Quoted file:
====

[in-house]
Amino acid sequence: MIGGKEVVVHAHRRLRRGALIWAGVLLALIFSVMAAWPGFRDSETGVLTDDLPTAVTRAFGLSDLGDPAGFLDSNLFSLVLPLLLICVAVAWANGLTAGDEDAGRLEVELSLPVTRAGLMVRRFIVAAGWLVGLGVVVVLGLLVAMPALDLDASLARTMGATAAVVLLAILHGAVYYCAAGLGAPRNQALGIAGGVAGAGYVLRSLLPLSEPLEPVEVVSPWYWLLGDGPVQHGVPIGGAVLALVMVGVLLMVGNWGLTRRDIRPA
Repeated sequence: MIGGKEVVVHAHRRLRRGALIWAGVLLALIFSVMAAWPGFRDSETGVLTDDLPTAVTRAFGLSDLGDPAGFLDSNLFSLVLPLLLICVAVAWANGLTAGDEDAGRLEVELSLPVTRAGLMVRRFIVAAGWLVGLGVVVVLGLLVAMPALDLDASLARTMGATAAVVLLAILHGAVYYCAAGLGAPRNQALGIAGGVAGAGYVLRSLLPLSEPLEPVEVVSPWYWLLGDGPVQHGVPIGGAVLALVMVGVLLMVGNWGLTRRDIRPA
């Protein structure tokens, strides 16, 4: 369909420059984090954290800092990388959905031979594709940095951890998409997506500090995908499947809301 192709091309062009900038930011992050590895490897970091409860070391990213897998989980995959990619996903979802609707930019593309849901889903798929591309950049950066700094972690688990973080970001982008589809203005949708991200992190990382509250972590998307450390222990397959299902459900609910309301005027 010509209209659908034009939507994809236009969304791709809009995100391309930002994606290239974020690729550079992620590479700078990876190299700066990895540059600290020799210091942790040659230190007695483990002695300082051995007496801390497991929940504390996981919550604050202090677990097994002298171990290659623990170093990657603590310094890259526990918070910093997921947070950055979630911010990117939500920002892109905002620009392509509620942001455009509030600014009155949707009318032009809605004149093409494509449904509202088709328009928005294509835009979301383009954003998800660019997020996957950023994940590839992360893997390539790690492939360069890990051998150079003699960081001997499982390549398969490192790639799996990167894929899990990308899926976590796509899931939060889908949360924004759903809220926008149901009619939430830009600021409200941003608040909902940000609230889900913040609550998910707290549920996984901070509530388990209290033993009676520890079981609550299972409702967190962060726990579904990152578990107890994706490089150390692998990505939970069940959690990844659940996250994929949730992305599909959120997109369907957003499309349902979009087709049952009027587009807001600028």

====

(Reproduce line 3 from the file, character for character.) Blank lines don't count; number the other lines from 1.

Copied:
Repeated sequence: MIGGKEVVVHAHRRLRRGALIWAGVLLALIFSVMAAWPGFRDSETGVLTDDLPTAVTRAFGLSDLGDPAGFLDSNLFSLVLPLLLICVAVAWANGLTAGDEDAGRLEVELSLPVTRAGLMVRRFIVAAGWLVGLGVVVVLGLLVAMPALDLDASLARTMGATAAVVLLAILHGAVYYCAAGLGAPRNQALGIAGGVAGAGYVLRSLLPLSEPLEPVEVVSPWYWLLGDGPVQHGVPIGGAVLALVMVGVLLMVGNWGLTRRDIRPA